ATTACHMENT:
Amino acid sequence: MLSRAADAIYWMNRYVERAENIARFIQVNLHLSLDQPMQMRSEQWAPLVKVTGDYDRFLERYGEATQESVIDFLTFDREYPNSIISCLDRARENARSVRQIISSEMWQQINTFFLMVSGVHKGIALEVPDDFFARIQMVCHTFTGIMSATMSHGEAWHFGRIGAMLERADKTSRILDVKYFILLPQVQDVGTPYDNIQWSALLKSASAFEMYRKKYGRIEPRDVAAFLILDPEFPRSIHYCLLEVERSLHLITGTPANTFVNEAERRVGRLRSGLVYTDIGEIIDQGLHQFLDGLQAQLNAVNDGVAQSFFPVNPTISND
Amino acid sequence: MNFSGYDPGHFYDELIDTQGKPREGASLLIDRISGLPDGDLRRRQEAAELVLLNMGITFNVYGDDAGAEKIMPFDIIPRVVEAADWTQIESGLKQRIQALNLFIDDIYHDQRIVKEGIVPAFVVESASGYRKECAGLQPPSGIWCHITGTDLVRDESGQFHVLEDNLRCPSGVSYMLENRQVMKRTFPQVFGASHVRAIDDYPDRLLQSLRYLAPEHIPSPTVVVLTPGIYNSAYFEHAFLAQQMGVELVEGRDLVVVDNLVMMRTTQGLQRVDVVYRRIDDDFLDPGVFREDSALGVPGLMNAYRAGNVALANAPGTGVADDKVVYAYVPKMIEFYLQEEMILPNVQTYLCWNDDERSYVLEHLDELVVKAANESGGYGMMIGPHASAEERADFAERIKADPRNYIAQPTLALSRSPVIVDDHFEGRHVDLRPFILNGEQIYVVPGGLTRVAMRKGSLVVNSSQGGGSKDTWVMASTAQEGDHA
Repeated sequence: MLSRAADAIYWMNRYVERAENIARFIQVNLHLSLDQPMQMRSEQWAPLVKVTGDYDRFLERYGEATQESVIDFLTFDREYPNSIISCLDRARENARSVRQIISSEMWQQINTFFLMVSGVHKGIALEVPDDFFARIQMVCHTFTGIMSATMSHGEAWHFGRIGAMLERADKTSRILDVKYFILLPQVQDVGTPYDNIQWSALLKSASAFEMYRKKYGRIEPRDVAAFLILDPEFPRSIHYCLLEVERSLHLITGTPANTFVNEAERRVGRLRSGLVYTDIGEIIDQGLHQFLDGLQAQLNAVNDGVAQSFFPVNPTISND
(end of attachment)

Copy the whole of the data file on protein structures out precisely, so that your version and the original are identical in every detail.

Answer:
Amino acid sequence: MLSRAADAIYWMNRYVERAENIARFIQVNLHLSLDQPMQMRSEQWAPLVKVTGDYDRFLERYGEATQESVIDFLTFDREYPNSIISCLDRARENARSVRQIISSEMWQQINTFFLMVSGVHKGIALEVPDDFFARIQMVCHTFTGIMSATMSHGEAWHFGRIGAMLERADKTSRILDVKYFILLPQVQDVGTPYDNIQWSALLKSASAFEMYRKKYGRIEPRDVAAFLILDPEFPRSIHYCLLEVERSLHLITGTPANTFVNEAERRVGRLRSGLVYTDIGEIIDQGLHQFLDGLQAQLNAVNDGVAQSFFPVNPTISND
Amino acid sequence: MNFSGYDPGHFYDELIDTQGKPREGASLLIDRISGLPDGDLRRRQEAAELVLLNMGITFNVYGDDAGAEKIMPFDIIPRVVEAADWTQIESGLKQRIQALNLFIDDIYHDQRIVKEGIVPAFVVESASGYRKECAGLQPPSGIWCHITGTDLVRDESGQFHVLEDNLRCPSGVSYMLENRQVMKRTFPQVFGASHVRAIDDYPDRLLQSLRYLAPEHIPSPTVVVLTPGIYNSAYFEHAFLAQQMGVELVEGRDLVVVDNLVMMRTTQGLQRVDVVYRRIDDDFLDPGVFREDSALGVPGLMNAYRAGNVALANAPGTGVADDKVVYAYVPKMIEFYLQEEMILPNVQTYLCWNDDERSYVLEHLDELVVKAANESGGYGMMIGPHASAEERADFAERIKADPRNYIAQPTLALSRSPVIVDDHFEGRHVDLRPFILNGEQIYVVPGGLTRVAMRKGSLVVNSSQGGGSKDTWVMASTAQEGDHA
Repeated sequence: MLSRAADAIYWMNRYVERAENIARFIQVNLHLSLDQPMQMRSEQWAPLVKVTGDYDRFLERYGEATQESVIDFLTFDREYPNSIISCLDRARENARSVRQIISSEMWQQINTFFLMVSGVHKGIALEVPDDFFARIQMVCHTFTGIMSATMSHGEAWHFGRIGAMLERADKTSRILDVKYFILLPQVQDVGTPYDNIQWSALLKSASAFEMYRKKYGRIEPRDVAAFLILDPEFPRSIHYCLLEVERSLHLITGTPANTFVNEAERRVGRLRSGLVYTDIGEIIDQGLHQFLDGLQAQLNAVNDGVAQSFFPVNPTISND